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Former AOL Boss Steve Case Invests In Vancouver’s Mojio

Mojio’s Jay Giraud:

Mojio’s Jay Giraud: ““The car really is the ultimate wearable device.“Yet it’s the last computer to still be disconnected from the Internet.”Last Wednesday, 10 companies in search of venture capital stood in front of a small audience at the inaugural Google for Entrepreneurs demo day, trying to impress three judges into awarding them the trophy for top pitch.

The competing pitches were drawn from Google’s Tech Hub network, composed of seven cities scattered around the United States, except for the lone Canadian spot occupied by Waterloo’s Communitech Hub, home to such high-flier success stories as Thalmic Labs and Vidyard.

Communitech’s entry into the pitch competition was Mojio, makers of a cellular-network enabled, open API device for connecting cars to the Internet.

And so, with 10 pitch teams taking turns trying to compress their company’s narrative into a five-minute presentation, Mojio’s CEO Jay Giraud and VP of business development Richard Woodruff took to the stage, after listening to eight frankly amazing “all-killer, no-filler” pitches from American companies.


One of the three judges, AOL co-founder Steve Case, spoke eloquently about what he calls “the rise of the rest”, a phenomenon that he believes stands a chance at reinvigorating regions around the United States, instead of forcing everyone to come to Silicon Valley to launch their next great idea and concentrating all of the power and infrastructure in a single area.

Adding a sense of perspective often lacking in the fizzy triumphalism of start-up culture, Case reminded the audience how quickly success can become past glory. “Detroit, as all of you know, 60 years ago was the epicentre of innovation when the car industry, when personal transportation was the technology of the day. Detroit was on fire. It was growing like crazy, the whole supply chain and libraries were being built and schools were being built, the non-profits were started, because of the strength of Detroit based on the strength of that technology of the time. Now Detroit is struggling. It actually, 60 years later, has lost 60% of its population and recently declared bankruptcy, because it kind of lost its entrepreneurial mojo. So we have to recognize, these regions can rise, these regions can fall.”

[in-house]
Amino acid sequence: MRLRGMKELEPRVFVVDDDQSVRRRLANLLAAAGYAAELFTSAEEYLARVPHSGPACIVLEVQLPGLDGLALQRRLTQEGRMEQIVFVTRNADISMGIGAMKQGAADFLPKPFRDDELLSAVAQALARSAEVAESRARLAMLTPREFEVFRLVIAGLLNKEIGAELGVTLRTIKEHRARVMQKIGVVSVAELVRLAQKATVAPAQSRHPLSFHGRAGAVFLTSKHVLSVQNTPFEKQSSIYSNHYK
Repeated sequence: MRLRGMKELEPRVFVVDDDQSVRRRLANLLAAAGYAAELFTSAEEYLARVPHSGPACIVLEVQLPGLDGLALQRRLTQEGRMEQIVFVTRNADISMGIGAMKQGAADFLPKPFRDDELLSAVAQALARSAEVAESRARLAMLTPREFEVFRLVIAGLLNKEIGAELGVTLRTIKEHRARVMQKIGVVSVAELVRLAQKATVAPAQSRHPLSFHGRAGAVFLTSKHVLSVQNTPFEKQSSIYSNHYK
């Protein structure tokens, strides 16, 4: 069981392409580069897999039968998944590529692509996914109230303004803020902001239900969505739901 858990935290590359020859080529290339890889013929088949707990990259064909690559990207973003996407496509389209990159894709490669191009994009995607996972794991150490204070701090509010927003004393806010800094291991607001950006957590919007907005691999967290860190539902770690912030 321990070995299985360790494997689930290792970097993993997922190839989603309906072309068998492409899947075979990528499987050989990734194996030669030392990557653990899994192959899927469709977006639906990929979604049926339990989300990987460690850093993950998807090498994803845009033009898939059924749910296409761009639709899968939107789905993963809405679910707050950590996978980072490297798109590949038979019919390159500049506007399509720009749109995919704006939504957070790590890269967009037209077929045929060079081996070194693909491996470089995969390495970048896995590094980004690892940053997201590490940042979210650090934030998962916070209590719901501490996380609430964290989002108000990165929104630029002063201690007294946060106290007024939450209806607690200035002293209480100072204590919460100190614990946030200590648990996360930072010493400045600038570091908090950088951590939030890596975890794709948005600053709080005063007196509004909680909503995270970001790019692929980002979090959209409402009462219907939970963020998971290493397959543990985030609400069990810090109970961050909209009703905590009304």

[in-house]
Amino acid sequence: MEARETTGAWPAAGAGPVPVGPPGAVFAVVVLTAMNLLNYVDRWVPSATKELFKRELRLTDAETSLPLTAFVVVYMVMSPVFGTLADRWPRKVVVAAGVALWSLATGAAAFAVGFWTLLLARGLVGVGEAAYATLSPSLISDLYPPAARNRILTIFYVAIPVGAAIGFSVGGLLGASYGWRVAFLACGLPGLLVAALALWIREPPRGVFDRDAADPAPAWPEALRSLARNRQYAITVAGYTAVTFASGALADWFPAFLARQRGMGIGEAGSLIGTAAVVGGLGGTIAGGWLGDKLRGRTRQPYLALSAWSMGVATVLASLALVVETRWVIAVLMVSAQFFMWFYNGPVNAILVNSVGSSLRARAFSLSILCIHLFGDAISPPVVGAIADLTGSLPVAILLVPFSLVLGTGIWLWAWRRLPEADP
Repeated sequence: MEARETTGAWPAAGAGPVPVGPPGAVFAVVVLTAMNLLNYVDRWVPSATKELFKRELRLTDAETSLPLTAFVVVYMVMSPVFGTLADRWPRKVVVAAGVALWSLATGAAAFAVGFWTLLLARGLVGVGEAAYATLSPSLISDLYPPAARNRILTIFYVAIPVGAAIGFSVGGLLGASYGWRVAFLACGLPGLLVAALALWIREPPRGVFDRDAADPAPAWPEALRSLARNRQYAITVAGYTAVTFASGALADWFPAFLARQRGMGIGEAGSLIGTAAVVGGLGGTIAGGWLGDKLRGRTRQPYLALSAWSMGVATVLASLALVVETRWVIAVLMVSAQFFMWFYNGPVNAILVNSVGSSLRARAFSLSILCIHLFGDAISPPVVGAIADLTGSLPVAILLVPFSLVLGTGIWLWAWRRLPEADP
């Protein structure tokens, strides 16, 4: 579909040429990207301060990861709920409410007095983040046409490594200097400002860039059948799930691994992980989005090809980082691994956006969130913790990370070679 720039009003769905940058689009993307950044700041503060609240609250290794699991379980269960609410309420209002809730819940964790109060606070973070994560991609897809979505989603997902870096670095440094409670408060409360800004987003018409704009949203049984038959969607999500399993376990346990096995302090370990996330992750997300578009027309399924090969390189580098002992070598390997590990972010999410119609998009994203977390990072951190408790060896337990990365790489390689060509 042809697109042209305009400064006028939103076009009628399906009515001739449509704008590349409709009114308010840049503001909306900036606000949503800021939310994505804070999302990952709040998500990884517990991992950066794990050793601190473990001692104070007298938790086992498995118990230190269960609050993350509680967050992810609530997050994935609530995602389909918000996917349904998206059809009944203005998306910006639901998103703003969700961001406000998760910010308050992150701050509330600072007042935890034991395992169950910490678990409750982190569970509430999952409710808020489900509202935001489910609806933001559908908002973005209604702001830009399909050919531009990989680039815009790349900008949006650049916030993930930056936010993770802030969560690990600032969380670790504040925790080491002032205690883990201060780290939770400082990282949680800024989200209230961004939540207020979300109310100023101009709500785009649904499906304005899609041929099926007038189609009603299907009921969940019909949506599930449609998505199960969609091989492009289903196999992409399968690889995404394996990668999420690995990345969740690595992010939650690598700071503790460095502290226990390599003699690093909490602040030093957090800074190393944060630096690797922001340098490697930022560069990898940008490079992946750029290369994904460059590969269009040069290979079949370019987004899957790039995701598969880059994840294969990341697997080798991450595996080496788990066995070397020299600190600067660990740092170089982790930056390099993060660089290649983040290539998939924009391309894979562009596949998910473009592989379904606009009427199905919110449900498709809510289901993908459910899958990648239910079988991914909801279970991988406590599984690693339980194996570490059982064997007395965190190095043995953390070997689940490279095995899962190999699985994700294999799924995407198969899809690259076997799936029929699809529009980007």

It was picked up on later by Damian Rocchi, speaking for Detroit’s Google Hub, Grand Circus. “We all know about the bankruptcy,” he said wearily. “What you might not know about, that you should know, is what I think is a pretty spectacular transformation that’s happening in the city. And that transformation is being led by tech.”

Watching the 10 pitches in sequence, pared down to five-minute presentations followed by two questions from the judges, the companies seemed very evenly matched. To even get to this stage, each participant is selected through an already rigorous process competing against start-ups from their home area.

Matthew Davidson, representing Communitech, spelled out that although Waterloo’s actual population is relatively small, it has a mighty infrastructure bolstered by the University of Waterloo and its formidable math and science departments, not to mention an in-house tech incubator watched over by such heavy-hitters as Mike Lazaridis.

Mojio’s Jay Giraud hit the ground running in his presentation, outlining the rationale for their device with a clever tagline that simultaneously struck a note that evoked the current mania around wearable technology. “The car really is the ultimate wearable device,” he said, “Yet it’s the last computer to still be disconnected from the Internet.”

Mojio’s technology is a 3G cellular device with an open API, which means that anyone can write an app for any car on the road today. It’s an onboard diagnostic device that connects to a car’s computer, plugging in to the OBD port, which all cars manufactured after 1995 have.

The company has plans to partner with T-Mobile and Telus within the next two months, and will then be targeting telecoms in Europe and Latin America.

At the end of the day, the trophy was was taken by Windsor Circle from Durham, North Carolina. But then, in an apparently unplanned moment, Steve Case announced that he would personally give $100,000 each to all participating 10 teams, earning the surprise and applause of everyone in the room.


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